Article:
Department of Biology

Aarhus University Seal / Aarhus Universitets segl

Lisa Bjerregaard Jørgensen

Neural dysfunction correlates with heat coma and CTmax in Drosophila but does not set the boundaries for heat stress survival

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When heated, insects lose coordinated movement followed by the onset of heat coma (critical thermal maximum, CTmax). These traits are popular measures to quantify interspecific and intraspecific differences in insect heat tolerance, and CTmax correlates well with current species distributions of insects, including Drosophila Here, we examined the function of the central nervous system (CNS) in five species of Drosophila with different heat tolerances, while they were exposed to either constant high temperature or a gradually increasing temperature (ramp). Tolerant species were able to preserve CNS function at higher temperatures and for longer durations than sensitive species, and similar differences were found for the behavioural indices (loss of coordination and onset of heat coma). Furthermore, the timing and temperature (constant and ramp exposure, respectively) for loss of coordination or complete coma coincided with the occurrence of spreading depolarisation (SD) events in the CNS. These SD events disrupt neurological function and silence the CNS, suggesting that CNS failure is the primary cause of impaired coordination and heat coma. Heat mortality occurs soon after heat coma in insects; to examine whether CNS failure could also be the proximal cause of heat death, we used selective heating of the head (CNS) and abdomen (visceral tissues). When comparing the temperature causing 50% mortality (LT50) of each body part versus that of the whole animal, we found that the head was not particularly heat sensitive compared with the abdomen. Accordingly, it is unlikely that nervous failure is the principal/proximate cause of heat mortality in Drosophila.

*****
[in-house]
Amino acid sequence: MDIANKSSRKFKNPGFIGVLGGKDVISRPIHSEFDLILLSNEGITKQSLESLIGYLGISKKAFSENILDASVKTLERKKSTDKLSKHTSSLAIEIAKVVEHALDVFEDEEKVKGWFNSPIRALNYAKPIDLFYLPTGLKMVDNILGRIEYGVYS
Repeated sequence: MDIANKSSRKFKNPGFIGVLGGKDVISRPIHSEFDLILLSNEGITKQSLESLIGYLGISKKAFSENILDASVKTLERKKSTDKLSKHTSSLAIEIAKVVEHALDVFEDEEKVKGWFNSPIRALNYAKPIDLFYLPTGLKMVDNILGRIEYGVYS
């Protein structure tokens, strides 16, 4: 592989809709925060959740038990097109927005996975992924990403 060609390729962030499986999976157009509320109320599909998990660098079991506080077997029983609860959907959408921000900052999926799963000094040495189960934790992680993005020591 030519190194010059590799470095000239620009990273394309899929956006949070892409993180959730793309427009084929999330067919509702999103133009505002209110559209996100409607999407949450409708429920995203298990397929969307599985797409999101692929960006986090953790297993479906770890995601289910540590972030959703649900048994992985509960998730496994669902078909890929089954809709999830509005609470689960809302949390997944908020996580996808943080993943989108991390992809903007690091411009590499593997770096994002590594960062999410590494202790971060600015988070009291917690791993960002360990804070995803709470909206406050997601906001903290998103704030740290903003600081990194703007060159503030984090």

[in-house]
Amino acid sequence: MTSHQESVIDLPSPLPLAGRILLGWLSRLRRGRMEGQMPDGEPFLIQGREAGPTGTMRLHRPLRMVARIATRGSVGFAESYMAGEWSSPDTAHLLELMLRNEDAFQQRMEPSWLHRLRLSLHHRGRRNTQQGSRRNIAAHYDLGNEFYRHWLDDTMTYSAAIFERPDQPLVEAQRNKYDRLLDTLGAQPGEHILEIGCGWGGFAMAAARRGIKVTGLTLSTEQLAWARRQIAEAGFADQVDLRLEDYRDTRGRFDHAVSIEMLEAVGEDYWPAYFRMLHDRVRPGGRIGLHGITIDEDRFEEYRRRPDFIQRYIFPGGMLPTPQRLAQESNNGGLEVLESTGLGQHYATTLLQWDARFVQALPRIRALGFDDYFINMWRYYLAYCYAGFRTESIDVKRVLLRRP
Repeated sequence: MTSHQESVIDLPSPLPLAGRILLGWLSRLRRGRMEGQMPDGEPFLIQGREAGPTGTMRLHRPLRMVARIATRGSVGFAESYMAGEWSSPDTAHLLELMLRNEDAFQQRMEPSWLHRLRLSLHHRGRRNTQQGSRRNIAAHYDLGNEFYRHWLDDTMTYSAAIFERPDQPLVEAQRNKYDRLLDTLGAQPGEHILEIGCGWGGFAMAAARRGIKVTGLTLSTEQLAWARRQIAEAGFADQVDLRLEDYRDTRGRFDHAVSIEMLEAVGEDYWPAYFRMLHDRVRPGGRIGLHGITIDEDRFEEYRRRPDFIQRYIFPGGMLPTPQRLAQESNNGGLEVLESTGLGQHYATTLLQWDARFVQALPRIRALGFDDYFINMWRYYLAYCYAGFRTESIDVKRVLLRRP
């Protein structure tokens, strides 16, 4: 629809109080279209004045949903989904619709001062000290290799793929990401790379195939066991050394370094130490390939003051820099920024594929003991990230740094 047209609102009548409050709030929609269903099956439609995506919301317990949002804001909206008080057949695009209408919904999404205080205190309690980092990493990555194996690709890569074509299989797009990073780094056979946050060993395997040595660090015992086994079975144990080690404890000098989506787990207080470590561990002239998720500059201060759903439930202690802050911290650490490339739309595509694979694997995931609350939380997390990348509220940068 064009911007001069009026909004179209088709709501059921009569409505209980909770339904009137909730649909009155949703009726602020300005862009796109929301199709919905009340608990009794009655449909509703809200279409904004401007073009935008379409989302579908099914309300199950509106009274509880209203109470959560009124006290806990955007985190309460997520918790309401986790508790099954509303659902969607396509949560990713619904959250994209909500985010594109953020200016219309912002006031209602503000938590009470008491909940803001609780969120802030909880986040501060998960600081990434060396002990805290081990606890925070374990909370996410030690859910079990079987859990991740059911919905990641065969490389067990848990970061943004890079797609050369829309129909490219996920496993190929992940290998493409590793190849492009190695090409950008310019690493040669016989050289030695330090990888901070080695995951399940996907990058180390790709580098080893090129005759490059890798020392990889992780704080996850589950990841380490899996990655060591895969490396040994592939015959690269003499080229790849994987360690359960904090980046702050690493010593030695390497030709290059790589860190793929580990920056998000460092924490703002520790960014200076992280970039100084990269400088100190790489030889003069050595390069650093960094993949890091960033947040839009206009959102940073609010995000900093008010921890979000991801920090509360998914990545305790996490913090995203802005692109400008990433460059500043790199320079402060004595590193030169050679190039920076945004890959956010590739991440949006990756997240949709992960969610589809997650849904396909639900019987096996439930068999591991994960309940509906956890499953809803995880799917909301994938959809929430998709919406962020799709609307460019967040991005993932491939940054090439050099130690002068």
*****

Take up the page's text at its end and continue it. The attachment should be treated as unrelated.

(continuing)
Original languageEnglish
Article numberjeb218750
JournalThe Journal of Experimental Biology
Publication statusPublished - Jul 2020

    Research areas

  • CNS, Heat death, Heat sensitivity, Hyperthermia, Spreading depolarisation, Thermal tolerance

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